HIV vaccine protects non-human primates from infection
For more than 20 years, scientists at Scripps Research have chipped away at the challenges of designing an HIV vaccine. Now new research, published in Immunity, shows that their experimental vaccine strategy works in non-human primates.
The new study shows that rhesus macaque monkeys can be prompted to produce neutralizing antibodies against one strain of HIV that resembles the resilient viral form that most commonly infects people, called a Tier 2 virus. The research also provides the first-ever estimate of vaccine-induced neutralizing antibody levels needed to protect against HIV.
"We found that neutralizing antibodies that have been induced by vaccination can protect animals against viruses that look a lot like real-world HIV," says Dennis Burton, Ph.D., chair of Scripps Research's Department of Immunology and Microbiology, and scientific director of the International AIDS Vaccine Initiative (IAVI) Neutralizing Antibody Center and of the National Institutes of Health's Center for HIV/AIDS Vaccine Immunology and Immunogen Discovery (CHAVI-ID).
Although the vaccine is far from human clinical trials, the study provides proof-of-concept for the HIV vaccine strategy Burton and his colleagues have been developing since the 1990s.
The goal of this strategy is to identify the rare, vulnerable areas on HIV and teach the immune system to make antibodies to attack those areas. Studies led by Scripps Research scientists have shown that the body needs to produce neutralizing antibodies that bind to the virus's outer envelope protein trimer. To support this idea, scientists found that they could protect animal models from HIV by injecting them with neutralizing antibodies that were produced in the lab.
The challenge then was to get animals to make the neutralizing antibodies themselves. To do this, scientists needed to expose the immune system to the envelope protein trimer, effectively training it how to spot this target and produce the right antibodies against it.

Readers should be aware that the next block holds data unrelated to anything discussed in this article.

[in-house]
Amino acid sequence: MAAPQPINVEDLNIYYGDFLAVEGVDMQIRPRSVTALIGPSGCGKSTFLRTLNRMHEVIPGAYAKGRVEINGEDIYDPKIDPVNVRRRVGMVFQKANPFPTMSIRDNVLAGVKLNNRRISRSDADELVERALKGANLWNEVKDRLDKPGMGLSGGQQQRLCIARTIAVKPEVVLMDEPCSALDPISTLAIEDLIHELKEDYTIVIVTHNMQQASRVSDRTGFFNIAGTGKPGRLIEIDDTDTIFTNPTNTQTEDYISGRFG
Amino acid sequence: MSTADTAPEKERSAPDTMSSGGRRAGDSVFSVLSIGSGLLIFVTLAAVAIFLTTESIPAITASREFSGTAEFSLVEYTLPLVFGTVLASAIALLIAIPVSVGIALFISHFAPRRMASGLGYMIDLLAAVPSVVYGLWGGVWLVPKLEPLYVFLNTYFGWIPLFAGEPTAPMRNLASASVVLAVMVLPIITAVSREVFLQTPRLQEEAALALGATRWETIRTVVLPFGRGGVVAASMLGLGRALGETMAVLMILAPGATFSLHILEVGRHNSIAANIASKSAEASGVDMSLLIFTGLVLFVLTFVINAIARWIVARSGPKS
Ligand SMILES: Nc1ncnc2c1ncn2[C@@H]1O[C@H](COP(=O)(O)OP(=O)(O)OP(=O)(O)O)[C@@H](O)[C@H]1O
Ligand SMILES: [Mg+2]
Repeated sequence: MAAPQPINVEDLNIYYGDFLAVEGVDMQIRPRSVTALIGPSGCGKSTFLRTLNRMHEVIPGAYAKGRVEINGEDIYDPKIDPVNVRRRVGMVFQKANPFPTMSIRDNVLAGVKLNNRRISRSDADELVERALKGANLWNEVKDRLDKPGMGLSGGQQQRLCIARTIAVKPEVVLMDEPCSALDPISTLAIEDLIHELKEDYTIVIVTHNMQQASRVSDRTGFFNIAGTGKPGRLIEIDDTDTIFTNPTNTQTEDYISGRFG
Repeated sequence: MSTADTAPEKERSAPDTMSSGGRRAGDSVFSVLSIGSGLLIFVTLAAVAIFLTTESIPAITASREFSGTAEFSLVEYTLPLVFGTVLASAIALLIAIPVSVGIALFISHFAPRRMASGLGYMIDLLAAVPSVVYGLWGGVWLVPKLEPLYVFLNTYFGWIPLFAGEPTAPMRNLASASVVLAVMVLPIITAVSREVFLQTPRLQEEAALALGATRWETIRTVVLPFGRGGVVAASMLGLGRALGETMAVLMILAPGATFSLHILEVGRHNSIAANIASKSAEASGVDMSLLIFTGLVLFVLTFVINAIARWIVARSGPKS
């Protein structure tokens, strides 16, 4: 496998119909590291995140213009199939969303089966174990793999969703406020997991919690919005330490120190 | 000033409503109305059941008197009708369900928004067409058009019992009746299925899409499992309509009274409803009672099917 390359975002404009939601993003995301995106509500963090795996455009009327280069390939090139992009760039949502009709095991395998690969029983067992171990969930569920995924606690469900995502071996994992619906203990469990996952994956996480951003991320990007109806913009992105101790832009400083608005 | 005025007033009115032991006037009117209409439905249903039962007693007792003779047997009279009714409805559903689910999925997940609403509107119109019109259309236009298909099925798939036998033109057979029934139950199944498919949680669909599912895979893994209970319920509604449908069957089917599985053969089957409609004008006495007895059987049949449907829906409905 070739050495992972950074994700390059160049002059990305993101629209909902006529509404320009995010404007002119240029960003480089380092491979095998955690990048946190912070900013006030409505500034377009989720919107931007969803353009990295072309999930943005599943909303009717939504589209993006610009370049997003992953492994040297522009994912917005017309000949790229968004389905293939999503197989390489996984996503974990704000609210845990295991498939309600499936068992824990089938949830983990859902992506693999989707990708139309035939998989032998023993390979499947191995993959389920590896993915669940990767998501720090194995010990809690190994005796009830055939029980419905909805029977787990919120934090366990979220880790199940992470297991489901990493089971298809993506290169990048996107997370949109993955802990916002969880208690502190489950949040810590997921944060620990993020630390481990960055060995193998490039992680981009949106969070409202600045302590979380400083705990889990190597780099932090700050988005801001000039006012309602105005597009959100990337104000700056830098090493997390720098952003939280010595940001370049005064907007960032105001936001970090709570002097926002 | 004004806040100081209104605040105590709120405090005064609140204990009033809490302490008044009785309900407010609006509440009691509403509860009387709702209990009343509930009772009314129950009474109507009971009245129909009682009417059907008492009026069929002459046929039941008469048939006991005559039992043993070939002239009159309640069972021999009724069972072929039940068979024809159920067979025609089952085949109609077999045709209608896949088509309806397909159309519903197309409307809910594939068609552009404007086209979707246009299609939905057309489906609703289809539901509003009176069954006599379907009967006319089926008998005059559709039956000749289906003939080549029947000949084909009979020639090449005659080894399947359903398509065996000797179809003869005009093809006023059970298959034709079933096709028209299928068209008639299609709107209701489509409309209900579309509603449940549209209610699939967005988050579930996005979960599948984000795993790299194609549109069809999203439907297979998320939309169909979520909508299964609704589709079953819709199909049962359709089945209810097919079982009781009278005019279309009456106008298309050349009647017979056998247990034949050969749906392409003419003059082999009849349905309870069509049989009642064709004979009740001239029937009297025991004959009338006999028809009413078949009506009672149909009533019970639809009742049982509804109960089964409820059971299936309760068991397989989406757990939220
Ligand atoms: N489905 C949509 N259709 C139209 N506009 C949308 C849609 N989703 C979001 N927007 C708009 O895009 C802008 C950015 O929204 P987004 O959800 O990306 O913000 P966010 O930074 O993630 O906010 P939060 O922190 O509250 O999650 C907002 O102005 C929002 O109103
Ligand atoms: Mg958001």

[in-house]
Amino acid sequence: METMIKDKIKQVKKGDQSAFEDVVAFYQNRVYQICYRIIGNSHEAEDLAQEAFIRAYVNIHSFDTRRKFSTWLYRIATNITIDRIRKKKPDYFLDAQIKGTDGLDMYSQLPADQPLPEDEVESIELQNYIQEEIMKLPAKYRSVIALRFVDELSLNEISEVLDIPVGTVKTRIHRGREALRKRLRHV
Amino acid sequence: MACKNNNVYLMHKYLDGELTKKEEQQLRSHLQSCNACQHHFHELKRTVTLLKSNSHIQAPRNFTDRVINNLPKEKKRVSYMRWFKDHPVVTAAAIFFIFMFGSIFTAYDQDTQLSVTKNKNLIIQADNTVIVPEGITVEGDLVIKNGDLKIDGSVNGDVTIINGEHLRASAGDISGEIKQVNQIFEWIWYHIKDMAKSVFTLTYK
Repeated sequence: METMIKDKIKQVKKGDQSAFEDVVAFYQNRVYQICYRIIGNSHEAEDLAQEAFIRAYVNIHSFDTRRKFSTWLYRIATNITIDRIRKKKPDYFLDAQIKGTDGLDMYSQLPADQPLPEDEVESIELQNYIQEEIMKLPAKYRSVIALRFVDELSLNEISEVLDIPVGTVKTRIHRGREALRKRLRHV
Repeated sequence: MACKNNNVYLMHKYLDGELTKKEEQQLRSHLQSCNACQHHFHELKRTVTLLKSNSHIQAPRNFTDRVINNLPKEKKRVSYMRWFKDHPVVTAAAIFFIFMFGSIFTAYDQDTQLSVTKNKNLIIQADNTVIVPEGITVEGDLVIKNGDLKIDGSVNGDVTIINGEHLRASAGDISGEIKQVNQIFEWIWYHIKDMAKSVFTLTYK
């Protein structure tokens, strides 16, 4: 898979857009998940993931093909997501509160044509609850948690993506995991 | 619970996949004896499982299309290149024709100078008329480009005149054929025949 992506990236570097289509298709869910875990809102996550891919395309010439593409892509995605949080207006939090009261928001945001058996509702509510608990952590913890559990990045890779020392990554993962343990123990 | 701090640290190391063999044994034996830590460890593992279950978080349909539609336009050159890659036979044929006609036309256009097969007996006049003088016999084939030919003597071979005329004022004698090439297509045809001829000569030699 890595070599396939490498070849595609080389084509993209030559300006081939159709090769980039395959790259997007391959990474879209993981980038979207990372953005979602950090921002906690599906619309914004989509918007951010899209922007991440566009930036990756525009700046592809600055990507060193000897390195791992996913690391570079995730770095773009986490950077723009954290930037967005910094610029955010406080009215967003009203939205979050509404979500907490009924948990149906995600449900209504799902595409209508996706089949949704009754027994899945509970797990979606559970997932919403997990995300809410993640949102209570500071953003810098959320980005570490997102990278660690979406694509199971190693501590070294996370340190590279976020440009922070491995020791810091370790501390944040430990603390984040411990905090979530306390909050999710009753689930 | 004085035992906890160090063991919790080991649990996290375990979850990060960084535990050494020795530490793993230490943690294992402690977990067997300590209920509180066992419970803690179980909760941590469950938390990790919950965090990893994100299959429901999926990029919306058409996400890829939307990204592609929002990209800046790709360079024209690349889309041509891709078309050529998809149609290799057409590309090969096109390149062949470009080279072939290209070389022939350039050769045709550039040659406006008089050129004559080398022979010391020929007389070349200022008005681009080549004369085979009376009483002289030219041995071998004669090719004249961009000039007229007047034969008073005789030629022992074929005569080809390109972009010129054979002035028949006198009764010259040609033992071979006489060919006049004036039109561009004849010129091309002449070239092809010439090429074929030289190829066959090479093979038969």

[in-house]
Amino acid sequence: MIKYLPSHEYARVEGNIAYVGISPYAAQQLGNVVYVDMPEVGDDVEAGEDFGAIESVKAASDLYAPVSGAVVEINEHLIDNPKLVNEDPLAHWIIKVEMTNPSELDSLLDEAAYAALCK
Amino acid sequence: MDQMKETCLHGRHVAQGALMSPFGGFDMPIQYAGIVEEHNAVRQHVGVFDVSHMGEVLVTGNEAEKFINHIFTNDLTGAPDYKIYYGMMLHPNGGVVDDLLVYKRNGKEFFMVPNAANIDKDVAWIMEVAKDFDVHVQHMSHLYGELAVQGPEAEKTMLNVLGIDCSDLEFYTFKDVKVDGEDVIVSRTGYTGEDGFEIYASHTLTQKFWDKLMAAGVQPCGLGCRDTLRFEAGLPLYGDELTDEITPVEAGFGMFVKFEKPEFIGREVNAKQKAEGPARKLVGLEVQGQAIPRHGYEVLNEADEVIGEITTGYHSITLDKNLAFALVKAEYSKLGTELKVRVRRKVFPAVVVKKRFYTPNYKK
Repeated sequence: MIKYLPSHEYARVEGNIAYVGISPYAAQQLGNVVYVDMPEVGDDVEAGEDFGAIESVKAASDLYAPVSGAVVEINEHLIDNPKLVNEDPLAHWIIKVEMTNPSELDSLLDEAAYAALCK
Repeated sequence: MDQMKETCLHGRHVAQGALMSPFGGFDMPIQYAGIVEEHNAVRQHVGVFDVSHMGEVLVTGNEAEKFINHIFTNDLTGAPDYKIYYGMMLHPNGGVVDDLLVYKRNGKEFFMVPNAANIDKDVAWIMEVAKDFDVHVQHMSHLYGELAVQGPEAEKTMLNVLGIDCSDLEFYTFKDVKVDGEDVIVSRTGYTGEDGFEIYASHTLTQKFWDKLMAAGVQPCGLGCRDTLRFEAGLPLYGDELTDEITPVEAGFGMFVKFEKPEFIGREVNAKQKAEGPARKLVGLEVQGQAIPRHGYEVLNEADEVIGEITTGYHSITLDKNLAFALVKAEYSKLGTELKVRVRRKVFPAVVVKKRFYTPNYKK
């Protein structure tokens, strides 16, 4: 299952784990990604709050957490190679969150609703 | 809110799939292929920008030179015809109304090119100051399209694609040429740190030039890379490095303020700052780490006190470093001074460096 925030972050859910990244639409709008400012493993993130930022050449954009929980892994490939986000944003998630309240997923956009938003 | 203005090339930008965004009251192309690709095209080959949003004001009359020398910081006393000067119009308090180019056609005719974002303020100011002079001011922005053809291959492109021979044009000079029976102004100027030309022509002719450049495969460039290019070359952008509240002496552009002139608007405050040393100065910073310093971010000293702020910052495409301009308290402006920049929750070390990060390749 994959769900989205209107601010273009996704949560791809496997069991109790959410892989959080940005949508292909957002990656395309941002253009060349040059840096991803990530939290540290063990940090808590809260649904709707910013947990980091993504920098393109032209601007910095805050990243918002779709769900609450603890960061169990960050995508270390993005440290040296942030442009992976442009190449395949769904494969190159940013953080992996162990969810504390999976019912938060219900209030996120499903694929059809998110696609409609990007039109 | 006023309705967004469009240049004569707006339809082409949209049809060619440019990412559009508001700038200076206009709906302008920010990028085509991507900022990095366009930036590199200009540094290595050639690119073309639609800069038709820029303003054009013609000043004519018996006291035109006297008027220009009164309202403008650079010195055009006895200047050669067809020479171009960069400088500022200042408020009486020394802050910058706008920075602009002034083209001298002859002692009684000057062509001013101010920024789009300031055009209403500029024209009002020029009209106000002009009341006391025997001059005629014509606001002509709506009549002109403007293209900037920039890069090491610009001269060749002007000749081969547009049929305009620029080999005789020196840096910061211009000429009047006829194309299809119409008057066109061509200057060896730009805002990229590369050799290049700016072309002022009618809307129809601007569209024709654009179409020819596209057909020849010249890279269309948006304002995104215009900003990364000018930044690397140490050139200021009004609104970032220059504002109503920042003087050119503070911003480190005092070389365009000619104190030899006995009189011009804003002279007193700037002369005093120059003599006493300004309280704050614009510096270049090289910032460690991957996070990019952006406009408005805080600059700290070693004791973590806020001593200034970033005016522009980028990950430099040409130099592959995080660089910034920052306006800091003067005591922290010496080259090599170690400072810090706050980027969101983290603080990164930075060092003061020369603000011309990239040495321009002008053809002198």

But there was a big problem. The HIV envelope trimer is unstable and tends to fall apart when isolated. How could scientists use it as an ingredient in a vaccine? A breakthrough came in 2013, when scientists genetically engineered a more stable trimer, or SOSIP.
"For the first time, we had something that looked pretty much like the HIV envelope protein trimer," says Matthias Pauthner, Ph.D., a research associate at Scripps Research and co-first author of the new study.
The scientists quickly moved forward with designing an experimental HIV vaccine that contained this stable SOSIP trimer. Their goal with the new study was to see if this kind of vaccine could actually protect animals from infection.
The team tested the vaccine in two groups of rhesus macaques. A previous study using the same vaccine had shown that some immunized monkeys naturally developed low neutralizing antibody titers (antibody levels) in their bodies, while others developed high titers following vaccination. From this study, the researchers selected and re-vaccinated six low titer monkeys and six high titer monkeys. They also studied 12 unimmunized primates as their control group.
The primates were then exposed to a form of the virus called SHIV, an engineered simian version of HIV that contains the same envelope trimer as the human virus.
This particular strain of the virus is known as a Tier 2 virus because it has been shown to be hard to neutralize, much like the forms of HIV circulating in the human population.
The researchers found that the vaccination worked in the high titer animals. The monkeys could produce sufficient levels of neutralizing antibodies against the envelope protein trimer to prevent infection.
"Since HIV emerged, this is the first evidence we have of antibody-based protection from a Tier 2 virus following vaccination," says Pauthner. "One question now is how can we get such high titers into every animal?"
The focus on titers became especially important as the researchers saw HIV protection wane as the high titers fell in the weeks and months following vaccination. In tracking the titers while continuously exposing animals to the virus, the researchers determined the titers needed to keep HIV at bay.
Importantly, the study also showed that neutralizing antibodies, but not other aspects of the immune system, were the key to stopping the virus. Pauthner says this is an important finding, since other labs have focused on the potential for T cells and other immune system defenses to block infection.
Going forward, the scientists are looking to improve the vaccine design for human trials and keep titers high. "There are many immunological tricks that can be explored to make immunity last longer," says Pauthner.
The researchers are pursuing a strategy to elicit broadly neutralizing antibodies (bnAbs) that can neutralize many strains of HIV, rather than the single strain described in these studies. "This research gives an estimate of the levels of bnAbs that we may need to induce through vaccination in order to protect against HIV globally," says Burton.